What did we eat this year? And how? Shonali Muthalaly guides you through the most influential food trends of this year
If you’re still sourcing vanilla from Madagascar, you’re hopelessly passé. In keeping with the ‘proudly desi’ trend, this year has been all about celebrating Indian produce. Over the lpast few years, Indian farmers and businessmen have worked diligently on growing products that are trendy, well-packaged and high quality. Now they’re finally available at your closest supermarket.
Besides easy accessibility, the other advantage is how competitively priced these products are, whether it’s Coorg coffee, vanilla beans from Pollachi or cold-pressed coconut oil. If you’re looking for something more exotic, ferret out regional products: Amritsar wadis, which are sundried lentil dumplings used to make curries. Sharp, but well-rounded Bengali Kashundhi mustard. Or caramelly Nolen gur, date palm jaggery, a winter speciality from Kolkata.
Dal-roti-pesto. International food has become more accessible than ever before, thanks to food shows, recipe blogs and the gamut of global ingredients available at every supermarket.
While Indian homes have gradually embraced various cuisines (after all, even our grandmothers made fish pies, fried rice and apple tarts), what’s interesting is that this year Thai curries, Mexican tortillas and English roasts have become regular features on home menus instead of just dinner-party dishes. Once comfort food meant a steaming plate of kichadi. Today, you’re just as likely to go home to a hot bowl of laksa.
Smart ramen bars. Comfortably grungy Khau Suey speciality joints. Momo carts. The bright flavours of Asia are rapidly wrapping themselves around us. China, Thailand and Malaysia have always been popular. But now, Indians are delightedly plunging into the more unfamiliar flavours of Vietnam, Korea and Japan. Simultaneously, chefs, restaurateurs and home cooks are experimenting with even familiar Asian cuisines to discover authentic regional dishes that go beyond the stereotypical (and often indianised) chilly chicken, tom yum and teppanyaki staples.
In rewind mode
Trend analysts say this happens every time there’s an economic slowdown. When life gets challenging, people want to go back to simpler times, i.e. their childhood. This year retro restaurants sprang up all over the world, with schoolroom chairs, blackboard menus and bright primary colours. Cutlery is heavy, floors are wooden and food is nostalgic. In India, the trend resulted in restaurants with clean lines, serving food with clean flavours. The focus was on high quality, locally sourced, organic ingredients rather than fussy, ostentatious dining.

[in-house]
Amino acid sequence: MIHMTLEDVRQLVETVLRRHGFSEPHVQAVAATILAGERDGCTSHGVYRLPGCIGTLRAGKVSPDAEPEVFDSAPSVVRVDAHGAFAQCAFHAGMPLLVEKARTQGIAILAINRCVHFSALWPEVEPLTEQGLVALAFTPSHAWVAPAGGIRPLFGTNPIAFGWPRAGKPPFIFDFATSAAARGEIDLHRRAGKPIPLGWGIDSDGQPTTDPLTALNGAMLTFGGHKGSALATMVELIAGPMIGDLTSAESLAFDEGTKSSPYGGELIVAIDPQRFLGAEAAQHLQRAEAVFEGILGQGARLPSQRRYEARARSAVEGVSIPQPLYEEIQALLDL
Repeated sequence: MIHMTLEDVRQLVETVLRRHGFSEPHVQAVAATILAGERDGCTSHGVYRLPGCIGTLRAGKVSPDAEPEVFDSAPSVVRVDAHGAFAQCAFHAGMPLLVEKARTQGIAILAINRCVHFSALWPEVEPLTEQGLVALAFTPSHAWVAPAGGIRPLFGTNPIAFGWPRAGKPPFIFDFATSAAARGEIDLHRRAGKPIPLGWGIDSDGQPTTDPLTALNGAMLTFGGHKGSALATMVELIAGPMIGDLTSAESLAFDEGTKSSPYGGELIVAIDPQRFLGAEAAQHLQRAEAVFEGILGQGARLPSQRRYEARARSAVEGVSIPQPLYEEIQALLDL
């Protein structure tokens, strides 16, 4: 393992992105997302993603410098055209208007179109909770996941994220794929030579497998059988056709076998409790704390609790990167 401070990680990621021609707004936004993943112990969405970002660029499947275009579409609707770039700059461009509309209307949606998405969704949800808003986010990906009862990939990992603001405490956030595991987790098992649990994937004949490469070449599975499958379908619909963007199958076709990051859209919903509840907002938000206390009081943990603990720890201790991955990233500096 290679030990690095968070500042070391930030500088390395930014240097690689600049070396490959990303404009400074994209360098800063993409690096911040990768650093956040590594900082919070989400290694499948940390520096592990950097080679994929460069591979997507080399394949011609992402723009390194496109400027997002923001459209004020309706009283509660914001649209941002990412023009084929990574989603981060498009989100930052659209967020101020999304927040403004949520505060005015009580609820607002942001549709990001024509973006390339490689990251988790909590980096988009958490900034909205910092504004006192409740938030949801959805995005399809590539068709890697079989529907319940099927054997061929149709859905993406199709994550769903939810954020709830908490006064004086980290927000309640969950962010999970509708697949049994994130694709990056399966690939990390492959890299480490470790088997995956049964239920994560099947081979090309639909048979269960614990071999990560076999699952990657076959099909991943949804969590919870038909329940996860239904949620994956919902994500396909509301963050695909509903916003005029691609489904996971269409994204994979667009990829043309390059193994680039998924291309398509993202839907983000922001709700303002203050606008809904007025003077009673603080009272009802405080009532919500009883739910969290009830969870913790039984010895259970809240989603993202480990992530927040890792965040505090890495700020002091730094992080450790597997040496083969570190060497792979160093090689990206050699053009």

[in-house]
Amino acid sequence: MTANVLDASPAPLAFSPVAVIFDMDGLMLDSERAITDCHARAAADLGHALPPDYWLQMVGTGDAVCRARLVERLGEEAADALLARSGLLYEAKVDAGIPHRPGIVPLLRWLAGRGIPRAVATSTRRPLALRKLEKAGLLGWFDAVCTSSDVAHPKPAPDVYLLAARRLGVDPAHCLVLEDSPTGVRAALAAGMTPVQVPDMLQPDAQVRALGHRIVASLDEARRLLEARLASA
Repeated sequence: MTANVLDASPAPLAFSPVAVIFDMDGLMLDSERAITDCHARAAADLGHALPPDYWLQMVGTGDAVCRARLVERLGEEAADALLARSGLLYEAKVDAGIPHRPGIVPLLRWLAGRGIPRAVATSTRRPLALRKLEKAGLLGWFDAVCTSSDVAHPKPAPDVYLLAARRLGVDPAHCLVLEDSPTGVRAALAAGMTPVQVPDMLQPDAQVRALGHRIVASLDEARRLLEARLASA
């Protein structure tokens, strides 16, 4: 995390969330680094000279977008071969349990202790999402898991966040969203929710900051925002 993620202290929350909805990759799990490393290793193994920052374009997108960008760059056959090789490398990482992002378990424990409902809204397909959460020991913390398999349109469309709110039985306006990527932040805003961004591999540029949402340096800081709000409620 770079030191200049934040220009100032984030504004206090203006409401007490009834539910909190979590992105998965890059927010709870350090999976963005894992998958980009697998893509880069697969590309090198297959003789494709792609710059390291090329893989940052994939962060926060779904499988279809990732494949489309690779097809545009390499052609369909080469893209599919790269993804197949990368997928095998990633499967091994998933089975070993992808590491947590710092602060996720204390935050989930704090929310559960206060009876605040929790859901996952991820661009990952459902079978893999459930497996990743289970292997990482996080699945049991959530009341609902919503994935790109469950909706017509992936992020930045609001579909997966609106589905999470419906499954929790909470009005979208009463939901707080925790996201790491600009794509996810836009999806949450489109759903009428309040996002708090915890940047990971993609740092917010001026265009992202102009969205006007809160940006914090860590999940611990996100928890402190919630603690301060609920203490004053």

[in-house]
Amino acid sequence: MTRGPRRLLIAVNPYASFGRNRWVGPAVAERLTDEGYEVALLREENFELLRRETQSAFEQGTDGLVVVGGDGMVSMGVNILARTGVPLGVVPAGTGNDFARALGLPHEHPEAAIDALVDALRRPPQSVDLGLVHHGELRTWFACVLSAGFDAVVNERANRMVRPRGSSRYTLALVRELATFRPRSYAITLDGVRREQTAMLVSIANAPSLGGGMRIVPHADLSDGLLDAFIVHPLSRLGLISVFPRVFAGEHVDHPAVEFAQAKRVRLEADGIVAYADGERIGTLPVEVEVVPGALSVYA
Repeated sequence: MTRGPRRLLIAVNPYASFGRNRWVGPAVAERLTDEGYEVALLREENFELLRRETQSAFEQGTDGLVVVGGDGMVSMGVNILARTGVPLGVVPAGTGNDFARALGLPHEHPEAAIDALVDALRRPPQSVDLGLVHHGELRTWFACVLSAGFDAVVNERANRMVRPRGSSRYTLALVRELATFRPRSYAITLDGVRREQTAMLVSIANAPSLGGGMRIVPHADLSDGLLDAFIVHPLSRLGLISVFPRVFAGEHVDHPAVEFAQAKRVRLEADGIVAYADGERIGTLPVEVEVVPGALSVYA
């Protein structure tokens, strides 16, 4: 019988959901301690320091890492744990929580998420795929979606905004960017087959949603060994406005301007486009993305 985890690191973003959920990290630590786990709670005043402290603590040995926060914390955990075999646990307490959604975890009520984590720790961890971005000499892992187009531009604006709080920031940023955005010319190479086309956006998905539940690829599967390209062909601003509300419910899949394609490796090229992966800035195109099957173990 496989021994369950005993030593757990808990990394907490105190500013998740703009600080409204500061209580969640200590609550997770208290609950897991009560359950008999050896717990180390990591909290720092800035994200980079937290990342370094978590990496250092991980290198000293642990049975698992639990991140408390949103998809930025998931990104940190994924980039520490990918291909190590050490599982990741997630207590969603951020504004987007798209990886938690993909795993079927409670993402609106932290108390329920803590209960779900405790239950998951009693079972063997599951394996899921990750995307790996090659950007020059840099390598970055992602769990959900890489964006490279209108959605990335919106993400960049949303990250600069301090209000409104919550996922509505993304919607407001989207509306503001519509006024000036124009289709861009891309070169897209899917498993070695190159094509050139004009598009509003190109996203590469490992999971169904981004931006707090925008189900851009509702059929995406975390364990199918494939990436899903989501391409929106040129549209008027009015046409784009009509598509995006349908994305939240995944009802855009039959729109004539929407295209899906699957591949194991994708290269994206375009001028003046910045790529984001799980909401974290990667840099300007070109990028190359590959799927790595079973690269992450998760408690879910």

Compost-related conversations at a cocktail party? Don’t be surprised. Backyard gardens are in fashion, and it’s possibly the year’s most sensible trend. International recipes are tough to follow in India because even basic fresh ingredients such as Thai basil, galangal and rosemary can be hard to find. However, many of these are easy to grow, need very little space and are a fragrant alternative to potted plants. Which is why balconies, tiny garden patches and even window sills are now being used to house ingredients for dinner. Hotels are also getting into the act, whether it’s fancy five stars that have tiny vegetable and herb gardens tucked into a corner of their properties or chefs who nurture tender mustard shoots in their warm kitchens to sprinkle over the salad.
We’ve never been more enamoured with food. Social networking has a lot to do with this, as users now share everything they eat in real time, creating an instant buzz. Over the last year, it’s been impossible to eat anything without every person at the table whipping out the phone and taking a picture of the food, which is then instantly uploaded online with witty captions such as ‘dinner,’ ‘yum’ or ‘jealous?’. It can be exasperating. On the flip side, you have to admit it’s also endearing. Besides, you finally have a massive audience for that sludgy porridge you made for breakfast. All you have to do is slap on a filter, pump up the colour and type a caption. We’re guessing you’ll go with ‘Yum’.
Cronuts. Need we say more? For anyone who was hibernating through most of 2013, this craze was triggered off by Dominique Ansel at his namesake bakery in Soho, New York, where he began frying croissants in grape seed oil at an ‘undisclosed temperature’ till crisp. Once word was out, ‘cronutphiles’ began lining up outside the bakery from 5 a.m., to wait three hours till it opened. Meanwhile, the cronut black market boomed, with scalpers selling them at anything from $5 to $100 dollars. In India, they triggered a wave of Frakenpastries: gajar halwa cake, chocolate gulab jamuns, chai ice cream...
It makes sense. Their recipes work. They have to. Because online recipe geeks are notoriously opinionated. A bad blog will sink like a stone. With a good blog, inevitably each of its recipes will be tried and tested by users all over the world many times over. There’s a big, enthusiastic, readymade market — a large part of which is made up of Indians living abroad. Given the no-holds-barred style of food blogging, there’s a personal connect. All this to explain why, when Sandeepa Mukherjee Datta released her first book: The Bong Mom’s Cook Book, based on her blog, it was instantly popular, even though many of her recipes were still available online. Choosing another route, Richa Hingle, who has more than 17,500 likes on Facebook, chose to release an e-book. Now Ranjini Rao and Ruchira Ramanujam, who blog at Tadka Pasta, have released Around The World With The Tadka Girls. The floodgates have opened.